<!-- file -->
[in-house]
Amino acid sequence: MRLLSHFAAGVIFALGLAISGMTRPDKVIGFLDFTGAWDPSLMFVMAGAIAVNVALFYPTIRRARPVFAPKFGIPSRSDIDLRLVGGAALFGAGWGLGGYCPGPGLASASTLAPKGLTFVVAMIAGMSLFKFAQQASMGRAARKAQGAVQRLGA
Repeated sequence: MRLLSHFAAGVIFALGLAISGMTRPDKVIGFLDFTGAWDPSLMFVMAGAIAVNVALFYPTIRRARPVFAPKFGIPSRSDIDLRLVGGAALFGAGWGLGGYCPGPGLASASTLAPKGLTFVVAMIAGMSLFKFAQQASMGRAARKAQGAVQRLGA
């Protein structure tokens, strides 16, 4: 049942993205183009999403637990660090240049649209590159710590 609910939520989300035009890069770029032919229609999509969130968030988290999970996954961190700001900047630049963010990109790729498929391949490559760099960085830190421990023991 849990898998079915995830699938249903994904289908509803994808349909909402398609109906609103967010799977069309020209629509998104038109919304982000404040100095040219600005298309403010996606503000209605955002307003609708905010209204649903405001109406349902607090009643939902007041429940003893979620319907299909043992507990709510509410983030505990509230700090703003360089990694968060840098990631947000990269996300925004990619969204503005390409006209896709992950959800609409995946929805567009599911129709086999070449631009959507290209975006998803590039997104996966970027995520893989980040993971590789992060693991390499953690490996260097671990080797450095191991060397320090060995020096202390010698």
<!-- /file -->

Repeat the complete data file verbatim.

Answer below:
[in-house]
Amino acid sequence: MRLLSHFAAGVIFALGLAISGMTRPDKVIGFLDFTGAWDPSLMFVMAGAIAVNVALFYPTIRRARPVFAPKFGIPSRSDIDLRLVGGAALFGAGWGLGGYCPGPGLASASTLAPKGLTFVVAMIAGMSLFKFAQQASMGRAARKAQGAVQRLGA
Repeated sequence: MRLLSHFAAGVIFALGLAISGMTRPDKVIGFLDFTGAWDPSLMFVMAGAIAVNVALFYPTIRRARPVFAPKFGIPSRSDIDLRLVGGAALFGAGWGLGGYCPGPGLASASTLAPKGLTFVVAMIAGMSLFKFAQQASMGRAARKAQGAVQRLGA
């Protein structure tokens, strides 16, 4: 049942993205183009999403637990660090240049649209590159710590 609910939520989300035009890069770029032919229609999509969130968030988290999970996954961190700001900047630049963010990109790729498929391949490559760099960085830190421990023991 849990898998079915995830699938249903994904289908509803994808349909909402398609109906609103967010799977069309020209629509998104038109919304982000404040100095040219600005298309403010996606503000209605955002307003609708905010209204649903405001109406349902607090009643939902007041429940003893979620319907299909043992507990709510509410983030505990509230700090703003360089990694968060840098990631947000990269996300925004990619969204503005390409006209896709992950959800609409995946929805567009599911129709086999070449631009959507290209975006998803590039997104996966970027995520893989980040993971590789992060693991390499953690490996260097671990080797450095191991060397320090060995020096202390010698």